Don’t Embed Configuration or Secrets in Docker Images
Never embed configuration or secrets into a Docker image. Instead, when building a Docker image, expect that any required runtime configuration and secrets will be supplied to the container using the orchestration runtime (Kubernetes Secrets, Docker Secrets), an external tool (Hashicorp Vault), or environment variables (for non-sensitive data). Sane configuration defaults are ok (even recommended). Be careful to not inadvertently include secrets in hidden layers of an image.
Container images should be both reusable and secure. When an image contains embedded configuration or secrets it violates this rule and is either not reusable or is insecure. These values don’t belong in the image, they belong only in the running container. When credentials are left in a Docker image, there are security implications and it could create outages.
Running a Docker container in production should be the assembly of an image with various configuration and secrets. It doesn’t matter if you are running this container in Docker, Kubernetes, Swarm or another orchestration layer, the orchestration platform should be responsible for creating containers by assembling these parts into a running container.
Types of Docker Images
A Docker image is often a reusable component that is shared with different infrastructure and designed to run in various environments. An example of this type of image is Postgres, Redis or NSQ. These components often require some credentials to bootstrap. The credentials should be supplied by the container, not built into the image.
A good example of how this is done is the official MySQL image. If you run the MySQL Docker image without providing initial values for some config, the container exits:
$ docker run mysql
error: database is uninitialized and password option is not specified
You need to specify one of MYSQL_ROOT_PASSWORD, MYSQL_ALLOW_EMPTY_PASSWORD and MYSQL_RANDOM_ROOT_PASSWORD
The MySQL image does a great job of showing what value was missing and giving you a suggestion. Trying again:
$ docker run -e MYSQL_ROOT_PASSWORD=asecret mysql
2017-09-19T16:10:15.862081Z 0 [Warning] TIMESTAMP with implicit DEFAULT value is deprecated. Please use --explicit_defaults_for_timestamp server option (see documentation for more details).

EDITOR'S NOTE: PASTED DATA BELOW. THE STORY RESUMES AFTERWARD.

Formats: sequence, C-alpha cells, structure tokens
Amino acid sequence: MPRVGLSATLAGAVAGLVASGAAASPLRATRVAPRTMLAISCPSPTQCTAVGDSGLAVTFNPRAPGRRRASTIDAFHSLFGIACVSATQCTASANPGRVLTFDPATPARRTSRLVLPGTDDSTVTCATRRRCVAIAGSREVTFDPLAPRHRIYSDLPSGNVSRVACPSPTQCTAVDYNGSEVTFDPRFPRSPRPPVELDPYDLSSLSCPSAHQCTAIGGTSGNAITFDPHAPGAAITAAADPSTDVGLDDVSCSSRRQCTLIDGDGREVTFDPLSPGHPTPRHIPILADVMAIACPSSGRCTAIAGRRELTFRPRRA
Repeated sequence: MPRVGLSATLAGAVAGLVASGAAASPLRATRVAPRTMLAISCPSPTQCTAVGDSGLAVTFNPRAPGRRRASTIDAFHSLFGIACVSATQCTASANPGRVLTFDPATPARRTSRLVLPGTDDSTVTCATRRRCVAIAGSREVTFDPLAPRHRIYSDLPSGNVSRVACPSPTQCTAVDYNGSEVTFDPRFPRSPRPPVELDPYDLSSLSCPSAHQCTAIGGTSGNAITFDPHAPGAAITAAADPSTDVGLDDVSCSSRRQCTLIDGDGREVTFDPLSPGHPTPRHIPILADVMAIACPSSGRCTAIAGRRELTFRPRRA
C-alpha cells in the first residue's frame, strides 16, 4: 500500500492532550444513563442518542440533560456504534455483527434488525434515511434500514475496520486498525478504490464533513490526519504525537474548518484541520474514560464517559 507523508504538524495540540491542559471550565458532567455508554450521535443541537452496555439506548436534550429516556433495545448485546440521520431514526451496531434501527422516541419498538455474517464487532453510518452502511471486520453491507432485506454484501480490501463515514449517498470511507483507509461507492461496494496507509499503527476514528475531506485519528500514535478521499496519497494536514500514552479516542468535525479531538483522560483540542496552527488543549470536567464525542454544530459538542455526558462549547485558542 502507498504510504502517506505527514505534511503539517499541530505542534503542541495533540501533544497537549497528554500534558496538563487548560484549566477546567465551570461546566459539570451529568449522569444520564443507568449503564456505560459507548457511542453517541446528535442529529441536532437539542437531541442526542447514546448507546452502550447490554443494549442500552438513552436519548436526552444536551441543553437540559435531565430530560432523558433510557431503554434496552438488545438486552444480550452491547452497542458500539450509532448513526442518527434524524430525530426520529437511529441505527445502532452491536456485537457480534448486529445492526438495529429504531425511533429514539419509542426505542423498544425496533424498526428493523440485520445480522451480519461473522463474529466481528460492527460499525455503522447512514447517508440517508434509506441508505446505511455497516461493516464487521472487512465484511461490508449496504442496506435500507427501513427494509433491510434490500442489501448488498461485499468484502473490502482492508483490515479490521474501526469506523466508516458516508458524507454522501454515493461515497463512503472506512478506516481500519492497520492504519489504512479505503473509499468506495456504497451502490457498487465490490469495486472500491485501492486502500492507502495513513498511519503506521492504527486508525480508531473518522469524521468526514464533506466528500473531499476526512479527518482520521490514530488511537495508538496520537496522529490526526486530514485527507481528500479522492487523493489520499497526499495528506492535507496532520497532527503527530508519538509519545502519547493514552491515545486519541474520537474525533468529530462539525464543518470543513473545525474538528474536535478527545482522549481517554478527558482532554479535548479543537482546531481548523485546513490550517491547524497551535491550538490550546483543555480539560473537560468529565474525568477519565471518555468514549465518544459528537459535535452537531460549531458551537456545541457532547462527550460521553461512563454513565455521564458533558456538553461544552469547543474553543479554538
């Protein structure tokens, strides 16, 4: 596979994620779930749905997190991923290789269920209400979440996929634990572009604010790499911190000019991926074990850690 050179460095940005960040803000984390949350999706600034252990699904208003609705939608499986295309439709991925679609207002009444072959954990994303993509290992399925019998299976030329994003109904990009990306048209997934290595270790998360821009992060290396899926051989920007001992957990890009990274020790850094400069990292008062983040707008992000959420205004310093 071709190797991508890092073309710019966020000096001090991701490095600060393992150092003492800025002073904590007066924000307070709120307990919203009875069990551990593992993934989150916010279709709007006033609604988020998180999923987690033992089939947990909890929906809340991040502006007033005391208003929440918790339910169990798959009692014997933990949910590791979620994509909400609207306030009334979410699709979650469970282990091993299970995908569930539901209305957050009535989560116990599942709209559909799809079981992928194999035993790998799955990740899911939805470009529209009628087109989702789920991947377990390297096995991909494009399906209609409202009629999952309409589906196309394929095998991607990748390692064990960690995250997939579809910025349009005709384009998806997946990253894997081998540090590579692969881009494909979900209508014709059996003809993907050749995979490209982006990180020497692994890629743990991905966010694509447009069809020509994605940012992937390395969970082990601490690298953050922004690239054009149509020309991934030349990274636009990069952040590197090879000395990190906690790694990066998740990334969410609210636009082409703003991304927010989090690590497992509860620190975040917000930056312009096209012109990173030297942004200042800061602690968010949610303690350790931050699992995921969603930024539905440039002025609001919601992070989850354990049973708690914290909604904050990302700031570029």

2017-09-19T16:10:16.222339Z 0 [Warning] InnoDB: New log files created, LSN=45790
2017-09-19T16:10:16.286131Z 0 [Warning] InnoDB: Creating foreign key constraint system tables.
2017-09-19T16:10:16.293280Z 0 [Warning] No existing UUID has been found, so we assume that this is the first time that this server has been started. Generating a new UUID: 0661a3dd-9d55-11e7-9e12-0242ac110002.
This time, with some config options provided, it works. The MySQL image is reusable and secure because it can be configured to work in most environments, and it doesn’t have a password embedded into the image.
An image can contain an application instead of a component. An example of an application image is a static site or an API. These are images that are designed to serve requests from users, instead of other components. Often, these application images need secrets such as API keys or database credentials, or these need environment-specific data such as other endpoints to connect to. Storing these secrets, other than dev-mode defaults, in the image itself is a bad practice and should be avoided. Secrets should always be provided by the container, not built into the image.
A publicly available front-end image to examine is Kibana. Kibana is often used as a UI in front of Elasticsearch (and Logstash). A Kibana container requires some configuration — at the very least it must be able to find an Elasticsearch server to connect to. The elastic.co team decided that a sane default was to connect to a host named “elasticsearch” on the default port numner (9200), because that would work well in a docker-compose (dev) environment. But hopefully nobody is running an Elasticsearch cluster in production using the username “elastic” and the password “changeme”!